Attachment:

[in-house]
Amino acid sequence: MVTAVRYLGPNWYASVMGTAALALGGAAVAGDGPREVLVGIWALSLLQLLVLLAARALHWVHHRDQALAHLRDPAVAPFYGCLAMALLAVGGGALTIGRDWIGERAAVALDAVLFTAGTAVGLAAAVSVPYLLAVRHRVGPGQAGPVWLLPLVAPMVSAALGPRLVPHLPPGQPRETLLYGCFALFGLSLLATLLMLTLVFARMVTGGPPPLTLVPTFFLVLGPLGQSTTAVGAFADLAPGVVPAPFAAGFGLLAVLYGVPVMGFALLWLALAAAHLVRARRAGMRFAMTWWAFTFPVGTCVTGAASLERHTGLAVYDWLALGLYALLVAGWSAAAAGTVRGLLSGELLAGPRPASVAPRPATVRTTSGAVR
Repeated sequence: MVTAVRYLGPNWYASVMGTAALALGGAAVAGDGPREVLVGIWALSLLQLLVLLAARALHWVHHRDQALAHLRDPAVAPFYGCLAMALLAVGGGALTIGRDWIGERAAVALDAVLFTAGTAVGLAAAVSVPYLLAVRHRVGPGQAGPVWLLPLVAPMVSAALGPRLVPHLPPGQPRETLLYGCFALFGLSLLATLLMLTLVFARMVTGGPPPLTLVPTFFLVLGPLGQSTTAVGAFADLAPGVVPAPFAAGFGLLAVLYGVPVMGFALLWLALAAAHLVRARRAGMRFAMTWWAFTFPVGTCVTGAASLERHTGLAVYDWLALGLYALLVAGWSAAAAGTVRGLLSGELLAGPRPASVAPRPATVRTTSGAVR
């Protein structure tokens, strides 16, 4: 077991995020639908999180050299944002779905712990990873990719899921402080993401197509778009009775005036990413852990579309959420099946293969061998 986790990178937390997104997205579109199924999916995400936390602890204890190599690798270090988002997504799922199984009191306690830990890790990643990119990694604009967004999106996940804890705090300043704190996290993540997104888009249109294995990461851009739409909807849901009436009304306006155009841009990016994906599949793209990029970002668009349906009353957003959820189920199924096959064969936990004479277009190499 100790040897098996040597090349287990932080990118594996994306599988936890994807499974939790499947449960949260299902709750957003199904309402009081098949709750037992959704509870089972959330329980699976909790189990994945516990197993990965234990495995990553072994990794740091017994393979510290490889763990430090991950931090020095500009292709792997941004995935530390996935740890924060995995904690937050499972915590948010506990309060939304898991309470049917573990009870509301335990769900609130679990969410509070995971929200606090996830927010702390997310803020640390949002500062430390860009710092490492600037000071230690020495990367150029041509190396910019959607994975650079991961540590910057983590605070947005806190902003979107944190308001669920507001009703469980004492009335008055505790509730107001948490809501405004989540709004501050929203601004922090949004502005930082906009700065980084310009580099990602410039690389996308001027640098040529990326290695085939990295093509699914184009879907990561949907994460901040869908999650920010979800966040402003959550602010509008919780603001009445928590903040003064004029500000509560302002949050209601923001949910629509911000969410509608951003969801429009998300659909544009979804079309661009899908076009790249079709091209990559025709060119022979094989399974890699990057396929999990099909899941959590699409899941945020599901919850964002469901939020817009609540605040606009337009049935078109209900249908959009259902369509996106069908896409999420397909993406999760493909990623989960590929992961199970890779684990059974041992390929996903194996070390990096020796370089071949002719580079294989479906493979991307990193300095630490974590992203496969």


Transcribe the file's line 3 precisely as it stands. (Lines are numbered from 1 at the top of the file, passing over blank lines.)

Repeated sequence: MVTAVRYLGPNWYASVMGTAALALGGAAVAGDGPREVLVGIWALSLLQLLVLLAARALHWVHHRDQALAHLRDPAVAPFYGCLAMALLAVGGGALTIGRDWIGERAAVALDAVLFTAGTAVGLAAAVSVPYLLAVRHRVGPGQAGPVWLLPLVAPMVSAALGPRLVPHLPPGQPRETLLYGCFALFGLSLLATLLMLTLVFARMVTGGPPPLTLVPTFFLVLGPLGQSTTAVGAFADLAPGVVPAPFAAGFGLLAVLYGVPVMGFALLWLALAAAHLVRARRAGMRFAMTWWAFTFPVGTCVTGAASLERHTGLAVYDWLALGLYALLVAGWSAAAAGTVRGLLSGELLAGPRPASVAPRPATVRTTSGAVR